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Summary

  • Until Q4 2013, Vale had been posting good results and its stock price had been rising.
  • By the end of Q4, its bottom line and stock price both fell off a cliff.
  • It had next to nothing to do with base metal prices and everything to do with the taxman.
  • Pretax figures and like-for-like comparisons reveal an undervalued stock.
  • This fundamentally healthy company is a top bet for dividend hounds.

Vale's Fall from Grace

Less than a year back in Q3 2013 Vale (NYSE:VALE) had handily beaten earnings expectations "of 64 cents per [American Depositary Receipt] by 12.5%." At that time, by Metals & Mining standards (which are somewhat different than Dot-com Stocks standards), Vale stock was becoming something of a high flyer on the back of "across the board" cost cutting, higher iron ore sales, and record coal production.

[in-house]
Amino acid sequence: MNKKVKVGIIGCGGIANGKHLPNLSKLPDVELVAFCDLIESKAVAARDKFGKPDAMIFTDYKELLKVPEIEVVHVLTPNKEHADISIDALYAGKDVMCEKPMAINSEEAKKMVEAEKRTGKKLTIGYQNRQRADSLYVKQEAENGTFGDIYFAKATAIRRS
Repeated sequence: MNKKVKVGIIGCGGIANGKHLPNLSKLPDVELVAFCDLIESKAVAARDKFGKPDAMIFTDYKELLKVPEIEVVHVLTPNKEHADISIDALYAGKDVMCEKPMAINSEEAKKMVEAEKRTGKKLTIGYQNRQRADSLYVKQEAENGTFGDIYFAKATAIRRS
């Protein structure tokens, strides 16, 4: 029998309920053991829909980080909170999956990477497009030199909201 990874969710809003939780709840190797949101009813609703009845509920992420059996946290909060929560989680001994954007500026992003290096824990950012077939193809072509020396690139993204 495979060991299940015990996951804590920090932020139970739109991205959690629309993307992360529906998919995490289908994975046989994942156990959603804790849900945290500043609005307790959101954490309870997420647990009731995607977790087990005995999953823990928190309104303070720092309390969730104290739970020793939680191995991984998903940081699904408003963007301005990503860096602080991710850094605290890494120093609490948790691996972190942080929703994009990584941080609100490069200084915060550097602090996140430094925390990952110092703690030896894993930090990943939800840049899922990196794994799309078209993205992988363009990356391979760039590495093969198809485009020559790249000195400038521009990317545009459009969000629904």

Though Vale's stock was riding high from mid-September to mid-November 2013, peaking at $17.08, it went into a steady and steep decline until mid-March. After an uptick in April it has stagnated, hovering between $13 and $14, though it has recently started an upward creep.

And why should not Vale stock have been riding high and rising in Q4 2013? After all, last year was yet another very good year for the Brazilian miner. Year-on-year operating income doubled from $7.468 billion to $15.063 billion from 2012 to 2013 and pretax income nearly doubled from $ 7.241 billion to $ 4.091 billion.

However, its after-tax income collapsed in unprecedented proportions from $5.265 billion to $408 million -- a "decline" of 92 percent. Though rumor would have you believe that this was due to a dramatic decline in the demand and/or price of iron ore and other base metals, the line items tell us that that was obviously not the case. Vale made a tidy little packet from its operations, as we see. So rumors of the demise of iron ore, with concomitant consequences upon Vale, were as exaggerated as the demise of Samuel Clemens.